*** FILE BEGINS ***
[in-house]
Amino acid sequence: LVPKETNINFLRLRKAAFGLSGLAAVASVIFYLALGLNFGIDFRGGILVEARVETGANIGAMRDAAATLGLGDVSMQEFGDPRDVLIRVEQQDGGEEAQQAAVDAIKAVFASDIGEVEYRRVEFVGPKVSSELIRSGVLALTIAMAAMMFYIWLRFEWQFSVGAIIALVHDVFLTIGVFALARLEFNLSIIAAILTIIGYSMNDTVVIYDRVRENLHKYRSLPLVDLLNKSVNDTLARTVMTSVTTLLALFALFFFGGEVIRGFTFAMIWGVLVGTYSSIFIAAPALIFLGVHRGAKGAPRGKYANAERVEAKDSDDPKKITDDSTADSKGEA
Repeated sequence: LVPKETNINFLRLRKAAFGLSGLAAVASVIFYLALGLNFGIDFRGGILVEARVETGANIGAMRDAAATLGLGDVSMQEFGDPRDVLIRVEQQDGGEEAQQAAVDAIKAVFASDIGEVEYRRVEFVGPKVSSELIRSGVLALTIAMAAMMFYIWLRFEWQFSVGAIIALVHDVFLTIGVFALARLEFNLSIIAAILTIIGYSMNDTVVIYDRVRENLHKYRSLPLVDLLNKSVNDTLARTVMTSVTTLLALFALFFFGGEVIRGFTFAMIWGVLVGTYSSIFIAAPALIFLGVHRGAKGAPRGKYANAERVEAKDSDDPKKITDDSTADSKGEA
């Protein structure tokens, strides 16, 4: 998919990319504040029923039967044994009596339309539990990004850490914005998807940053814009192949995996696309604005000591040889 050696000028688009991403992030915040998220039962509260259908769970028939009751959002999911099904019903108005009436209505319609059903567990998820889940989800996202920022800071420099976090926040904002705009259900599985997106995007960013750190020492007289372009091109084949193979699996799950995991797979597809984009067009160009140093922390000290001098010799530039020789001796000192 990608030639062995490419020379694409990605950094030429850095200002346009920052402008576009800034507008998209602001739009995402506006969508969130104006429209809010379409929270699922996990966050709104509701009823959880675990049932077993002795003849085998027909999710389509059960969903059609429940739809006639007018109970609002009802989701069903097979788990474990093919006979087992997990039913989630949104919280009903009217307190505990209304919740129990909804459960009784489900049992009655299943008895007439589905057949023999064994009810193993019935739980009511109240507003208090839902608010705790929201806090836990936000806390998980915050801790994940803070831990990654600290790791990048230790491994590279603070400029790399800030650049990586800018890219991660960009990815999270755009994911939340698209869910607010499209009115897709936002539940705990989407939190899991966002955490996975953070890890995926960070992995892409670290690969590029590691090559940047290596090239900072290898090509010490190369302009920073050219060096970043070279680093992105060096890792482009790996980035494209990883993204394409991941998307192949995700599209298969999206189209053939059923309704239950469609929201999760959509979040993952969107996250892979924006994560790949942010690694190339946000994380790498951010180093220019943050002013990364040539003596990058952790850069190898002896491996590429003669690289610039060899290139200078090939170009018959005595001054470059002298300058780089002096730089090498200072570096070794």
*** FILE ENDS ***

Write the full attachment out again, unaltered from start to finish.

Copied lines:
[in-house]
Amino acid sequence: LVPKETNINFLRLRKAAFGLSGLAAVASVIFYLALGLNFGIDFRGGILVEARVETGANIGAMRDAAATLGLGDVSMQEFGDPRDVLIRVEQQDGGEEAQQAAVDAIKAVFASDIGEVEYRRVEFVGPKVSSELIRSGVLALTIAMAAMMFYIWLRFEWQFSVGAIIALVHDVFLTIGVFALARLEFNLSIIAAILTIIGYSMNDTVVIYDRVRENLHKYRSLPLVDLLNKSVNDTLARTVMTSVTTLLALFALFFFGGEVIRGFTFAMIWGVLVGTYSSIFIAAPALIFLGVHRGAKGAPRGKYANAERVEAKDSDDPKKITDDSTADSKGEA
Repeated sequence: LVPKETNINFLRLRKAAFGLSGLAAVASVIFYLALGLNFGIDFRGGILVEARVETGANIGAMRDAAATLGLGDVSMQEFGDPRDVLIRVEQQDGGEEAQQAAVDAIKAVFASDIGEVEYRRVEFVGPKVSSELIRSGVLALTIAMAAMMFYIWLRFEWQFSVGAIIALVHDVFLTIGVFALARLEFNLSIIAAILTIIGYSMNDTVVIYDRVRENLHKYRSLPLVDLLNKSVNDTLARTVMTSVTTLLALFALFFFGGEVIRGFTFAMIWGVLVGTYSSIFIAAPALIFLGVHRGAKGAPRGKYANAERVEAKDSDDPKKITDDSTADSKGEA
């Protein structure tokens, strides 16, 4: 998919990319504040029923039967044994009596339309539990990004850490914005998807940053814009192949995996696309604005000591040889 050696000028688009991403992030915040998220039962509260259908769970028939009751959002999911099904019903108005009436209505319609059903567990998820889940989800996202920022800071420099976090926040904002705009259900599985997106995007960013750190020492007289372009091109084949193979699996799950995991797979597809984009067009160009140093922390000290001098010799530039020789001796000192 990608030639062995490419020379694409990605950094030429850095200002346009920052402008576009800034507008998209602001739009995402506006969508969130104006429209809010379409929270699922996990966050709104509701009823959880675990049932077993002795003849085998027909999710389509059960969903059609429940739809006639007018109970609002009802989701069903097979788990474990093919006979087992997990039913989630949104919280009903009217307190505990209304919740129990909804459960009784489900049992009655299943008895007439589905057949023999064994009810193993019935739980009511109240507003208090839902608010705790929201806090836990936000806390998980915050801790994940803070831990990654600290790791990048230790491994590279603070400029790399800030650049990586800018890219991660960009990815999270755009994911939340698209869910607010499209009115897709936002539940705990989407939190899991966002955490996975953070890890995926960070992995892409670290690969590029590691090559940047290596090239900072290898090509010490190369302009920073050219060096970043070279680093992105060096890792482009790996980035494209990883993204394409991941998307192949995700599209298969999206189209053939059923309704239950469609929201999760959509979040993952969107996250892979924006994560790949942010690694190339946000994380790498951010180093220019943050002013990364040539003596990058952790850069190898002896491996590429003669690289610039060899290139200078090939170009018959005595001054470059002298300058780089002096730089090498200072570096070794």